VICROADS is investigating an incident, where a vehicle carrying a tall load broke a powerline and caused a woman to receive an electric shock yesterday.
The vehicle was travelling through Bridgewater to Sea Lake, from Ravenswood.
It was being escorted by VicRoads Transport Safety Services.
It broke a service line and two other cables outside the Bridgewater Bakehouse in Main Street about 9.30am.
A Bridgewater Bakehouse employee was taken to hospital with pains and a tight chest after she received an electric shock while using the coffee machine.
The woman was later discharged from hospital.
VicRoads regulatory services director Richard Bell said a permit was in place for the load and the vehicle was measured, and found to meet the height limits prior to the start of the trip.
"We are still investigating what occurred and once that is complete we will have a clearer understanding of the incident," he said.
"We regret any inconvenience the local Bridgewater community may have experienced as a result of the power outage."
Powercor media spokesman Drew Douglas said the line connected Bendigo to Charlton, and 8300 customers in Charlton and St Arnaud were without power for about three and a half hours.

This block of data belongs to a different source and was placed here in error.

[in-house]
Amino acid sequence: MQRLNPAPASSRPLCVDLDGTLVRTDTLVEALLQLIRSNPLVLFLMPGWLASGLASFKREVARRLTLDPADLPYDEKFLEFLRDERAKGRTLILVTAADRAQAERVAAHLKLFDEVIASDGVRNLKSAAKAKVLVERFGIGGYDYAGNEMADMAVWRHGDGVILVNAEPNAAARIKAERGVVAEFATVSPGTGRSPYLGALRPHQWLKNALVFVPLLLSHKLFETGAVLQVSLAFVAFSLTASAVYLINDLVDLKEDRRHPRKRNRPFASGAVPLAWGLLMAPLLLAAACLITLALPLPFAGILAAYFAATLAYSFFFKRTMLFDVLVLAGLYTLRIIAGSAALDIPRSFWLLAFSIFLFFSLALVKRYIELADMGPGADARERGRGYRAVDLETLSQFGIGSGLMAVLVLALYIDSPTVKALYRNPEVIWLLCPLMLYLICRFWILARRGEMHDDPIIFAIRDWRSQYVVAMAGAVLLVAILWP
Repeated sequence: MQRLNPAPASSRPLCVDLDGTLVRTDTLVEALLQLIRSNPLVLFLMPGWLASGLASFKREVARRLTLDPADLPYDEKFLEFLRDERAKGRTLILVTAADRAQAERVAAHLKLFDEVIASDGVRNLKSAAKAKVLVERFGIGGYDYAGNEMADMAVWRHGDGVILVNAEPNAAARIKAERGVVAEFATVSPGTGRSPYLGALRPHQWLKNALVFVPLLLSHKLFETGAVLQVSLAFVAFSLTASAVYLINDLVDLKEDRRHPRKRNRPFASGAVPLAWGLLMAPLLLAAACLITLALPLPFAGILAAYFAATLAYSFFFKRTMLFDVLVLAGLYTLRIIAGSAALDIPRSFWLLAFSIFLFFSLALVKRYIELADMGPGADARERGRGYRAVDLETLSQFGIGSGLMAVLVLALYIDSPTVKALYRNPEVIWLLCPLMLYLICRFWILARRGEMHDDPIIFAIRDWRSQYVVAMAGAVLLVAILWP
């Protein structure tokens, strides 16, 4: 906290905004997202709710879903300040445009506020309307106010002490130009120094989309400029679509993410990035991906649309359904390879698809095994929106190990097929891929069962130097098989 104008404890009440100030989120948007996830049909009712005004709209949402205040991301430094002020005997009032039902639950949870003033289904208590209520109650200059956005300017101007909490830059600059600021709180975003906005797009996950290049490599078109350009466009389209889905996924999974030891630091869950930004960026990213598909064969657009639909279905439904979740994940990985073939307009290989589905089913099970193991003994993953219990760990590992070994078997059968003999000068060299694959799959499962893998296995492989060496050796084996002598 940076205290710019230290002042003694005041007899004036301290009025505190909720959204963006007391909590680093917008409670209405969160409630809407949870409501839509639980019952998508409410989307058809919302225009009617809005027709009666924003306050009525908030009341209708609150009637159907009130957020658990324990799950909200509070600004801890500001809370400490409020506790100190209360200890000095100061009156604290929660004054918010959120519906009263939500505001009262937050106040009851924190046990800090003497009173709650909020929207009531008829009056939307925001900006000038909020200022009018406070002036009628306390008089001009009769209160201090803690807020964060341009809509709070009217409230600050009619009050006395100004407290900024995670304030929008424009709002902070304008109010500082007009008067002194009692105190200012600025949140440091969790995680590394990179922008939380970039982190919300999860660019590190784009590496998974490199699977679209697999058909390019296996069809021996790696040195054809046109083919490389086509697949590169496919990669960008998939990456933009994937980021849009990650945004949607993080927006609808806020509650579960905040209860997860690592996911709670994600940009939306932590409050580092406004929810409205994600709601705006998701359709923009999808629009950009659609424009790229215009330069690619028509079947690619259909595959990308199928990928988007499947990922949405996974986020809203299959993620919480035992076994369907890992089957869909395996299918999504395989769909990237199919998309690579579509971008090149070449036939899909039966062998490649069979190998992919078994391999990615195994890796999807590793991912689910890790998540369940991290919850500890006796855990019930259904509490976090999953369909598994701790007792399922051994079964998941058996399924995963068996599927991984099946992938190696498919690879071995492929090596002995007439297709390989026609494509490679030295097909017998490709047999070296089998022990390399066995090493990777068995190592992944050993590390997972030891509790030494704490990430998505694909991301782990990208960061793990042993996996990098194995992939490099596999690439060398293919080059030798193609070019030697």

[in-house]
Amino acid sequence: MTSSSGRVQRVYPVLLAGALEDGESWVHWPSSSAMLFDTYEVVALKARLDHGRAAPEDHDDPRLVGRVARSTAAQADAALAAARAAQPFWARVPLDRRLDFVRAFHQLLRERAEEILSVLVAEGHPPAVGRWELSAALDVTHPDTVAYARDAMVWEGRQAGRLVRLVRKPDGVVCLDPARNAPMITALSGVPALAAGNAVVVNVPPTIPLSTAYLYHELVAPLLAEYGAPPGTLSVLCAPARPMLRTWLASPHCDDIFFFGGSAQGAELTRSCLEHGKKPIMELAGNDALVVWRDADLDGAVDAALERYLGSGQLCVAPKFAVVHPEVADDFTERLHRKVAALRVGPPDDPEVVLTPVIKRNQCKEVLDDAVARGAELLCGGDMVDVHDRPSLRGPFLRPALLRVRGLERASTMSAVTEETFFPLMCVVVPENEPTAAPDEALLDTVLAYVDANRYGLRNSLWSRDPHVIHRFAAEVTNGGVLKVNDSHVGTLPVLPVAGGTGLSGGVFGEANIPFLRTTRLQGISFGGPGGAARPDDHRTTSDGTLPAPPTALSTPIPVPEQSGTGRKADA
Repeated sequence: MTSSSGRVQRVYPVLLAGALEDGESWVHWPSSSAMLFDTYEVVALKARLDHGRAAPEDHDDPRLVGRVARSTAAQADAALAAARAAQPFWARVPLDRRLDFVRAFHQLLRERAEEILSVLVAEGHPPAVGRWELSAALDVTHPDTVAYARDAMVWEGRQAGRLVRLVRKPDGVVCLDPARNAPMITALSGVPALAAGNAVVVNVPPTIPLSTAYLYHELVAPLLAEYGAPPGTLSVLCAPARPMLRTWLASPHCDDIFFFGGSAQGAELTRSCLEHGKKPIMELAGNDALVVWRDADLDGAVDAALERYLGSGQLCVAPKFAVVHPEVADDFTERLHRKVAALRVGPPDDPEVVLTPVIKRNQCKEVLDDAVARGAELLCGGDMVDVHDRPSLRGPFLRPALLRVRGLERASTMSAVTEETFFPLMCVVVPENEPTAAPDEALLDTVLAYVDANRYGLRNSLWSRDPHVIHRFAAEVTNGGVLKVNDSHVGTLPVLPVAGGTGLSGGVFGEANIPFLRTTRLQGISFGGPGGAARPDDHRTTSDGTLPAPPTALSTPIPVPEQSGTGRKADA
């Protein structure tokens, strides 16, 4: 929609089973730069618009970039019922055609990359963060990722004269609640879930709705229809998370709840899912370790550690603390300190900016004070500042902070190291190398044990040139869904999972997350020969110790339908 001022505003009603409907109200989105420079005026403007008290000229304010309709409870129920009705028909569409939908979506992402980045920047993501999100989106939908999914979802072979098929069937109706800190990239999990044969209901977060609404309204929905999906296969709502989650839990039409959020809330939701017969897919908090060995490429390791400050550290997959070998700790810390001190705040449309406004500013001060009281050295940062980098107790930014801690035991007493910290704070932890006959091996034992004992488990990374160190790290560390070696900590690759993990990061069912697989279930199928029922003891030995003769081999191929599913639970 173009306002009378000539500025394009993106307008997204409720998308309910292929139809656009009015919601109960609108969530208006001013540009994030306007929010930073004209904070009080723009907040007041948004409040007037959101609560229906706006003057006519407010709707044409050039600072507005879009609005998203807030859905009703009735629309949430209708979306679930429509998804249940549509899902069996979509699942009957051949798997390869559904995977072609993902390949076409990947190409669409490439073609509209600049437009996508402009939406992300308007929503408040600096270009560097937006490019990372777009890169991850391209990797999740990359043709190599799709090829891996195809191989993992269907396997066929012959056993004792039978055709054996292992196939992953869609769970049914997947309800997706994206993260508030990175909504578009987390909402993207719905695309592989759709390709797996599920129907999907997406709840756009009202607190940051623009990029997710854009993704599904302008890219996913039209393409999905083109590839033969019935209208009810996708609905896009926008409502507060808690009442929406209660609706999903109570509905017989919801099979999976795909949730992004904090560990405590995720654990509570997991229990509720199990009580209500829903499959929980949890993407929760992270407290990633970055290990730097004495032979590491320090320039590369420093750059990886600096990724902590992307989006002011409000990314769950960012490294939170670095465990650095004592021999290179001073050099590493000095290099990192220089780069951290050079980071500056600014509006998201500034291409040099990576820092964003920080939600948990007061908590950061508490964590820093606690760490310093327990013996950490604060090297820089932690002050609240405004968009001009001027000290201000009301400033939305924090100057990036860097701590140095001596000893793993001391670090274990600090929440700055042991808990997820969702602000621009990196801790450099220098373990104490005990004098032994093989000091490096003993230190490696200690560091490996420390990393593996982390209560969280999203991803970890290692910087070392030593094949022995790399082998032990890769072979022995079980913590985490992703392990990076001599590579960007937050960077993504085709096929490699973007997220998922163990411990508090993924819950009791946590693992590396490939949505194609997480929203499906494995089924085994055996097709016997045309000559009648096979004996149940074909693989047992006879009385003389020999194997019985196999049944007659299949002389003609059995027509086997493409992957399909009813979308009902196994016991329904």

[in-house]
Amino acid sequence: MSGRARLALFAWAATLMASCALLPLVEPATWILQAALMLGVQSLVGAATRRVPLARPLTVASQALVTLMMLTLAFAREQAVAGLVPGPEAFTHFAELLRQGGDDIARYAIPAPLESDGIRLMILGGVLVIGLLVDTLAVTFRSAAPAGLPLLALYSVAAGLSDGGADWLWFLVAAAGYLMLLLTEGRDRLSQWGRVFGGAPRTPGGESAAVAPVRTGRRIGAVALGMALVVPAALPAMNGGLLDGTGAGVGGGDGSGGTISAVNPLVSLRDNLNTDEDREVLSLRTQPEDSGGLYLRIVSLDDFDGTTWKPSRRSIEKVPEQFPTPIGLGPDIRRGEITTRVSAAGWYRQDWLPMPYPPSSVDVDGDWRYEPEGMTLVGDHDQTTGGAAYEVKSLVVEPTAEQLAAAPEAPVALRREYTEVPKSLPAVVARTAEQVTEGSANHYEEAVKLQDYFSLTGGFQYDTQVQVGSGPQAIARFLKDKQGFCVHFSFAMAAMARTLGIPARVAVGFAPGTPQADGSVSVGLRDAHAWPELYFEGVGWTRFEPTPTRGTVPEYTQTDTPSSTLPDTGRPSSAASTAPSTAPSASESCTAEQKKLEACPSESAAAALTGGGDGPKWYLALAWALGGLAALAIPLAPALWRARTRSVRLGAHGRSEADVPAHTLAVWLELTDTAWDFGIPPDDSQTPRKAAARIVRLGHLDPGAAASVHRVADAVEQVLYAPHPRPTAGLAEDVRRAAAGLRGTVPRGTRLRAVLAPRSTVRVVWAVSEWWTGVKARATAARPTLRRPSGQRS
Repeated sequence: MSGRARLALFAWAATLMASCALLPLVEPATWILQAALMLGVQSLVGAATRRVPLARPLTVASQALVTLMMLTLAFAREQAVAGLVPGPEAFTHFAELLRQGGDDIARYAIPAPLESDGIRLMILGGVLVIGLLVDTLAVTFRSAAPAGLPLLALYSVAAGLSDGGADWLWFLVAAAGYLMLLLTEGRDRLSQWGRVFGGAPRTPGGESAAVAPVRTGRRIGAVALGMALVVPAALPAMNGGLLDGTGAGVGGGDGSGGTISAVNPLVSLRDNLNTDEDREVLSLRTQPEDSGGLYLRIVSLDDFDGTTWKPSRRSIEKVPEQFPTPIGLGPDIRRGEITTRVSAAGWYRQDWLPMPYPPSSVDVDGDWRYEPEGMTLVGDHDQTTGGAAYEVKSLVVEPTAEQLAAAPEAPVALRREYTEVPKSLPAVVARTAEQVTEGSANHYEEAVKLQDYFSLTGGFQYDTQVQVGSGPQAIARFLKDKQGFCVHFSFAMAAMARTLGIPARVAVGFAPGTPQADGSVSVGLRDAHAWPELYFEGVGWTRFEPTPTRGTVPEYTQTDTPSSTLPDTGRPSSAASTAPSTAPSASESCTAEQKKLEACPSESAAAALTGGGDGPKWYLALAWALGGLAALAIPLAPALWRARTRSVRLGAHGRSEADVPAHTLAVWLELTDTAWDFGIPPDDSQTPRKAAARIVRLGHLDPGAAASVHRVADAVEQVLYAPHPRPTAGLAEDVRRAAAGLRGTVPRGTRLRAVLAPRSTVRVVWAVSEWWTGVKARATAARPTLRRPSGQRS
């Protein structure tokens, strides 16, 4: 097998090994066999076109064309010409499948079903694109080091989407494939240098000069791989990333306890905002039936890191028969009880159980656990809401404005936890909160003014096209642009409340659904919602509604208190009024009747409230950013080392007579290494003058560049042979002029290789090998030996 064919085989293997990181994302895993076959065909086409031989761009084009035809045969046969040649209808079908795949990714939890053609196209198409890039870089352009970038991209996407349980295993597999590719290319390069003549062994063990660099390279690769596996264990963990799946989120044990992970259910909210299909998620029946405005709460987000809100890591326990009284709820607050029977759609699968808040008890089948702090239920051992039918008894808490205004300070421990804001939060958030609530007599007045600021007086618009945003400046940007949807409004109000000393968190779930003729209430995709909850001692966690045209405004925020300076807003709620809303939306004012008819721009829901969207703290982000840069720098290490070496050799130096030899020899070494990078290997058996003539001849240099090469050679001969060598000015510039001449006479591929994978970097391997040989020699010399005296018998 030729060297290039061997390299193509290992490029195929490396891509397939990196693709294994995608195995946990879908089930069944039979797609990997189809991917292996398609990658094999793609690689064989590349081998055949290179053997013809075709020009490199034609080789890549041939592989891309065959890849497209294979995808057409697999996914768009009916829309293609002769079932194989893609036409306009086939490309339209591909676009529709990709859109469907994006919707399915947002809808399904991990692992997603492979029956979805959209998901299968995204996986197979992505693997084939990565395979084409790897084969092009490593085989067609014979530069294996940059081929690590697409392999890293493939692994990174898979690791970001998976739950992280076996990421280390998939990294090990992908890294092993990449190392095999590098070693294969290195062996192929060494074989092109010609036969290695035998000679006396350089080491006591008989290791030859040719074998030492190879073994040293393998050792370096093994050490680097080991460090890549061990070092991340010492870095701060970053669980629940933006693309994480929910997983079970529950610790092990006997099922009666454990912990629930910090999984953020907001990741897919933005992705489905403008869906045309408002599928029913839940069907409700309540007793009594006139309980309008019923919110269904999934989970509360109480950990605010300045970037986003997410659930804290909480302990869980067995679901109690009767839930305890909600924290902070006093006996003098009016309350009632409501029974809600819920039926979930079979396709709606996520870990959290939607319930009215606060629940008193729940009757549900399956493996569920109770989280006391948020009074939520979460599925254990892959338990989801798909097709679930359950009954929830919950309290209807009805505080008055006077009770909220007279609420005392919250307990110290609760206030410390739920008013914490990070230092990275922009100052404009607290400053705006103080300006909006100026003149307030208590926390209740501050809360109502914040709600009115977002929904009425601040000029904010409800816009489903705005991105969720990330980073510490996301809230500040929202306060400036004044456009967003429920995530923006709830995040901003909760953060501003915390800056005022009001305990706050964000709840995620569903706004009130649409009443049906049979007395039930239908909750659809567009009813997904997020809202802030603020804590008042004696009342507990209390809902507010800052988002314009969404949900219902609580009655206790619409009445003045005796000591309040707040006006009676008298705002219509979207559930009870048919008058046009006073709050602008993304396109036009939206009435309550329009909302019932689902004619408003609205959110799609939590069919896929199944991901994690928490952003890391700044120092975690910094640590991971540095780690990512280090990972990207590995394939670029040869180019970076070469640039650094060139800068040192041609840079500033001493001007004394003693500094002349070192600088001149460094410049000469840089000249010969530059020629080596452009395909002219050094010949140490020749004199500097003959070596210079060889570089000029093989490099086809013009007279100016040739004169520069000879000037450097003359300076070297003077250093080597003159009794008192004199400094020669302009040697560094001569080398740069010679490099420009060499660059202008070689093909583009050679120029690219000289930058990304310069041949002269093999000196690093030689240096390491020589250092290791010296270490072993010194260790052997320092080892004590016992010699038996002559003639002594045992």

Brenda Collins was sitting out the front of the Bridgewater Bakehouse with two of her friends when the powerline broke.
The Bridgewater resident said it made a loud noise and sent sparks flying.
"It gave us a big shock," she said.
"There were sparks everywhere and we didn't want to touch anything."
Ms Collins said none of the group were injured but it was a lucky escape.
There were sparks everywhere and we didn't want to touch anything.
Jena Hartshorn was standing outside the Bridgewater Post Office and said she could not believe what happened.
"I ran over to see if everyone was (alright)," she said.
"There were lots of sparks, I don't know how to describe it.
"I am just glad everyone is okay."
Bridgewater Fire Brigade captain Tim Ferguson said an over-sized vehicle had broken a service line in the same street last year.
"The ideal thing would be to put the power under the ground but that is probably not going to happen," he said.